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Engaging with complexity in resilience practice

My M Sellberg, Stockholm Resilience Centre, Stockholm University
Allyson Quinlan, Resilience Alliance
Rika Preiser, Centre for Sustainability Transitions, Stellenbosch University, South Africa
Katja Malmborg, Stockholm Resilience Centre, Stockholm University
Garry D Peterson, Stockholm Resilience Centre, Stockholm University

DOI: http://dx.doi.org/10.5751/ES-12311-260308

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Abstract

In a complex and turbulent world, there is heightened interest in managing for resilience. However, resilience guides, particularly those used in the development field, often lack a theoretical grounding in complex adaptive systems. There is a demand for guidance on how to operationalize complexity in applications of resilience, such as resilience assessment and planning. This study synthesizes lessons from how twelve cases of social-ecological resilience practice are engaging with complexity. We assessed how each case engaged with complexity, according to a framework of six features of complex adaptive systems. The cases are situated in a diversity of contexts, that include rural villages in Tajikistan, a Swedish municipality, Australian catchment management authorities, a Canadian coastal fishery, and the Arctic council. Our results revealed two main ways of engaging with complexity: capturing and making sense of the complexity of a social-ecological system (system complexity) and embodying complexity into the participatory process (process complexity). Our comparison demonstrates that resilience practice provides a useful approach to address system complexity by, for example, conceptualizing social-ecological interactions, identifying interactions across scales, and assessing system dynamics. Strategies related to understanding the adaptive and emergent features of complex systems were less developed and widespread. The study also revealed a set of strategies to address process complexity, such as facilitating dialogue, building networks, and designing a flexible and iterative process, showing how complexity can be embedded into the resilience assessment process. The more participatory and embedded cases of resilience practice were stronger in these process-oriented strategies. The complexity framework we used and the identified practical strategies provide a theoretically-grounded resource for managers, decision-makers, and researchers on how to engage with complexity when applying resilience in a variety of contexts, including development and landscape management.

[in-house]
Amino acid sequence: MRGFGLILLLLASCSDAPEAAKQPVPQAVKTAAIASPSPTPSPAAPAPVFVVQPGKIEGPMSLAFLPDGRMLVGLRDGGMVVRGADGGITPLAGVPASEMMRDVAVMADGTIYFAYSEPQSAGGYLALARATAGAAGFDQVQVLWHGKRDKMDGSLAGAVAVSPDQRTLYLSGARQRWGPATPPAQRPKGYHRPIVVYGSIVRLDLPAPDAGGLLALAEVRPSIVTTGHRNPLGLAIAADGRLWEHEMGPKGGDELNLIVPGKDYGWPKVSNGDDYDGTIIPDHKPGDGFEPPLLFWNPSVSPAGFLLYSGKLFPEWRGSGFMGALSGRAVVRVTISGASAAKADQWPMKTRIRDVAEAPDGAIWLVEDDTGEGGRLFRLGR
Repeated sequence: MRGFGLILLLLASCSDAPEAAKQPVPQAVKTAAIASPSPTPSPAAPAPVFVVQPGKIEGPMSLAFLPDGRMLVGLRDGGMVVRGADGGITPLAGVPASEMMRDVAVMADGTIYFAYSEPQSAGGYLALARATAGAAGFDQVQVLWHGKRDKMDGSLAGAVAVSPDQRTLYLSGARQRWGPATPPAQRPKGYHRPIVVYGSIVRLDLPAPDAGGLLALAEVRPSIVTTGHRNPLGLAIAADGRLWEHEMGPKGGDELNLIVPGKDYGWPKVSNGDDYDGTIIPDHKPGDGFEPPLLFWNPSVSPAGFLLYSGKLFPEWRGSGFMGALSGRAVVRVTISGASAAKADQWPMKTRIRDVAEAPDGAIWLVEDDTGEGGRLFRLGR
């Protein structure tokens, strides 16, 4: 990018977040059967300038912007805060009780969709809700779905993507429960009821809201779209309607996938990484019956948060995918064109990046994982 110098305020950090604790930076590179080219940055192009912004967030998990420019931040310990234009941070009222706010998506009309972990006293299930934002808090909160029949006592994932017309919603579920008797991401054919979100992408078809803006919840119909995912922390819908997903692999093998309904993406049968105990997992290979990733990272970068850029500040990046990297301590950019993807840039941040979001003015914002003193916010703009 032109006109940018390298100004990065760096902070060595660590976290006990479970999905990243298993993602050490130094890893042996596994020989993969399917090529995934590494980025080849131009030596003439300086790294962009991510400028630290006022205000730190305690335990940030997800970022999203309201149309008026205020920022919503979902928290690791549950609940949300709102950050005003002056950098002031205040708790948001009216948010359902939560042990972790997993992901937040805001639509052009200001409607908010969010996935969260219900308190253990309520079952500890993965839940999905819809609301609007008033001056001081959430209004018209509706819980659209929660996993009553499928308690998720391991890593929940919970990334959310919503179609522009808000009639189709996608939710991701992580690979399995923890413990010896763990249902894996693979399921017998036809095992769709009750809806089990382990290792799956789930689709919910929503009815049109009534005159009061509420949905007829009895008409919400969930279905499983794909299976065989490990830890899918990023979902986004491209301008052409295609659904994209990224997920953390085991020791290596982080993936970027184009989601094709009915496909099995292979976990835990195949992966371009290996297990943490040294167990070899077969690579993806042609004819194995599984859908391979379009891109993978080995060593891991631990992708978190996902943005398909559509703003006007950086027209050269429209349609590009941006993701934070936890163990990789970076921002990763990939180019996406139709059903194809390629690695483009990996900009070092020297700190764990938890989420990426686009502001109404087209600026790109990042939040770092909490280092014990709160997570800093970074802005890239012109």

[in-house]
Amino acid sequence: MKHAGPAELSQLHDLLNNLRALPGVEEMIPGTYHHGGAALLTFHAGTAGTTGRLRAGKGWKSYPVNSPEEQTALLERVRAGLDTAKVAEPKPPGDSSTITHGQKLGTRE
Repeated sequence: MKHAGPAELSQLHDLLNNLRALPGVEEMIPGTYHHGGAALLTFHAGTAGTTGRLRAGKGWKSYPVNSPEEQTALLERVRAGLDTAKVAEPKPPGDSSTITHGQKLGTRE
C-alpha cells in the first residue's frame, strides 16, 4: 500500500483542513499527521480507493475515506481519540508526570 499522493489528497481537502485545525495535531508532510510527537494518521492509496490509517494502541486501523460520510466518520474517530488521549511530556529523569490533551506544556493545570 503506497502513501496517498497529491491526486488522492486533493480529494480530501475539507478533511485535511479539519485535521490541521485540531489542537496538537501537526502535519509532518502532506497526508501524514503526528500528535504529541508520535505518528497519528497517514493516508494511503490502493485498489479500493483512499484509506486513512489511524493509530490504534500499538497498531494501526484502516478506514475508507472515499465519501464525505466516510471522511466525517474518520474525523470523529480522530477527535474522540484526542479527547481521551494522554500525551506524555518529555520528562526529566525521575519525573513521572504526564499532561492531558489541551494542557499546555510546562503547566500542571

Key words

Case comparison; Complex adaptive systems; Practice; Social-ecological systems; Transdisciplinary

Copyright © 2021 by the author(s). Published here under license by The Resilience Alliance. This article is under a Creative Commons Attribution-NonCommercial 4.0 International License. You may share and adapt the work for noncommercial purposes provided the original author and source are credited, you indicate whether any changes were made, and you include a link to the license.

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Ecology and Society. ISSN: 1708-3087